Speaker of Parliament Volodymyr Lytvyn
The speaker of Ukraine's parliament has two messages for new President Viktor Yushchenko:
Pick your team carefully, and don't nurse any illusions about who is really in control.
In an interview with The Associated Press, speaker Volodymyr Lytvyn said Yulia Tymoshenko will be a major force to contend with once parliament confirms her as prime minister, which it's likely to do Friday.
"She will have a lot of powers, even under the current constitution," said Lytvyn, who leads the factious 450-member parliament.
Tymoshenko played a major role in last year's "Orange Revolution" protests, helping secure Viktor Yushchenko's victory over former Prime Minister Viktor Yanukovych in a repeat presidential election Dec. 26. But her penchant for provocative statements and her unpopularity in Ukraine's Russian-speaking east are likely to make her a controversial premier.
The first woman to hold the post in this former Soviet republic, she could also become the most powerful prime minister yet.
Under constitutional changes adopted at the peak of Ukraine's political crisis, many powers will pass from the presidency to the parliament - and the prime minister - as early as this fall.
Tymoshenko's Fatherland party criticized the changes, calling them an attempt by supporters of ex-President Leonid Kuchma to hold onto power.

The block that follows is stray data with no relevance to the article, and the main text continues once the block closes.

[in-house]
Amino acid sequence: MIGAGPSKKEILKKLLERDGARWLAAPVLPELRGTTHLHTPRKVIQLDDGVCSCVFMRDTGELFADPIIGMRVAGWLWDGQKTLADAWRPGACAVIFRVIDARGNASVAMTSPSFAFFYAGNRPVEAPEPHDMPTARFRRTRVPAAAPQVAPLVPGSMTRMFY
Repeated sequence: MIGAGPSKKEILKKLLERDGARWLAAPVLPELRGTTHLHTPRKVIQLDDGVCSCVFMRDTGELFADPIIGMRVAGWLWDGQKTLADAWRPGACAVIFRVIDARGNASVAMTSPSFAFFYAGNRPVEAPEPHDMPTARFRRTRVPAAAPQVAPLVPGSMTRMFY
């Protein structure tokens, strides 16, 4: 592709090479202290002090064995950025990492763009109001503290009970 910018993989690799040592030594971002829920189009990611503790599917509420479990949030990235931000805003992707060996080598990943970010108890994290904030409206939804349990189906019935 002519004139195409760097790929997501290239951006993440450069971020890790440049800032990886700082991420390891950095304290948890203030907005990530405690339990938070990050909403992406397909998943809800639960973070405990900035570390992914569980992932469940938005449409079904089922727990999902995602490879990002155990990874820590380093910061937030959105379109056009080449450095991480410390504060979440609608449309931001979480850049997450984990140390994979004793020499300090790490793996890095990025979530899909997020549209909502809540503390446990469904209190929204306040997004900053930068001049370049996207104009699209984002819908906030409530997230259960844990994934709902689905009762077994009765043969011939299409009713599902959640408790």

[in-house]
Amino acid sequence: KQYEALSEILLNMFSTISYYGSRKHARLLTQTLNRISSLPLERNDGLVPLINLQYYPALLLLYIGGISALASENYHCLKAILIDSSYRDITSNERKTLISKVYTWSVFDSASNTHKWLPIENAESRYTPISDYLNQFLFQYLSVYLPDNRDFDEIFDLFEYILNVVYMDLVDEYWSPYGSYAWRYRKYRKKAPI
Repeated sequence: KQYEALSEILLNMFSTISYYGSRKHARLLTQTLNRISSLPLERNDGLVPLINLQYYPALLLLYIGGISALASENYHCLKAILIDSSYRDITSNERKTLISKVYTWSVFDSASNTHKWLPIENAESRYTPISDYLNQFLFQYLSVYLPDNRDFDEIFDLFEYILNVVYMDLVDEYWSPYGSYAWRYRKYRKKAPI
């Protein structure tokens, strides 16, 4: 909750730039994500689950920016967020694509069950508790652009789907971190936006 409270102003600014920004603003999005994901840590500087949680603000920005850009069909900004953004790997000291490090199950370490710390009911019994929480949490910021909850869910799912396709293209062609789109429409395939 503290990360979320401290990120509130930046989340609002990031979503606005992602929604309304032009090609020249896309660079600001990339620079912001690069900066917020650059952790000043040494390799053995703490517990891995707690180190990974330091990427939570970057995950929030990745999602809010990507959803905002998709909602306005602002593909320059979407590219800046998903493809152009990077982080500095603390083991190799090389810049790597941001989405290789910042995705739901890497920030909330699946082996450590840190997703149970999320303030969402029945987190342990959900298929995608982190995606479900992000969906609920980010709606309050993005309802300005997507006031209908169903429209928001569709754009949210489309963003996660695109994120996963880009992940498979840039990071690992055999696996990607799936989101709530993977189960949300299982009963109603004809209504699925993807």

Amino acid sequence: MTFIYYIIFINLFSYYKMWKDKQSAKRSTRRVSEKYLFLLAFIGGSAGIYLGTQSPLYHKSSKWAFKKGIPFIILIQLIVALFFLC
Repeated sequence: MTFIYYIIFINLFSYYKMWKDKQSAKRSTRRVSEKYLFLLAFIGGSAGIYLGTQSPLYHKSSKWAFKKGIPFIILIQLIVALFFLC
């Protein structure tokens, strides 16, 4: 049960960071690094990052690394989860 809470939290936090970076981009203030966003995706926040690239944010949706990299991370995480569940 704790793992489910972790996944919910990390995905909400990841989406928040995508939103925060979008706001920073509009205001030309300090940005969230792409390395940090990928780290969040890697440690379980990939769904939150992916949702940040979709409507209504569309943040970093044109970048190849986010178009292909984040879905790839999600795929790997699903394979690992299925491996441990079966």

Now she stands to benefit most from them.
"Yulia Vladimirovna (Tymoshenko) should be interested in these constitutional changes coming into force on schedule ... because then the prime minister will become the central figure," Lytvyn said.
Lytvyn advised Yushchenko to choose his team carefully, questioning whether the president would be able to maintain his fragile coalition of Socialists, nationalists and reformers.
Lytvyn's People's Agrarian Party has 33 members in parliament and the numbers keep growing. Given his popularity, Lytvyn is fully expected to remain speaker of the Verkhovna Rada until parliamentary elections in 2006.
Widely respected in Ukraine for his efforts to mediate during the election crisis while appearing to remain above the fray, he said it was time to move beyond the divisive events that brought his ex-Soviet republic to the brink of conflict.
"We should already stop struggling against someone," Lytvyn said. "We must start living for something, for the country, for society."
On Wednesday, Tymoshenko sent lawmakers a broad outline of her agenda, which included ensuring free medical care, converting the military to full contract service, reforming Ukraine's corrupt judicial system and improving the nation's image abroad.
Lytvyn said the proposals were little more than "a list of priorities." But he was forgiving: "We only just got out of a revolution. There hasn't been time yet."
He rejected the possibility that Ukraine might erupt into new protests if Yushchenko's government fails to achieve its ambitious goals, but he also suggested the country must remain on its guard.
"The election of 2004, it wasn't yet the victory of democracy," he said. "The point of no return will only be passed in 2006" after parliamentary elections.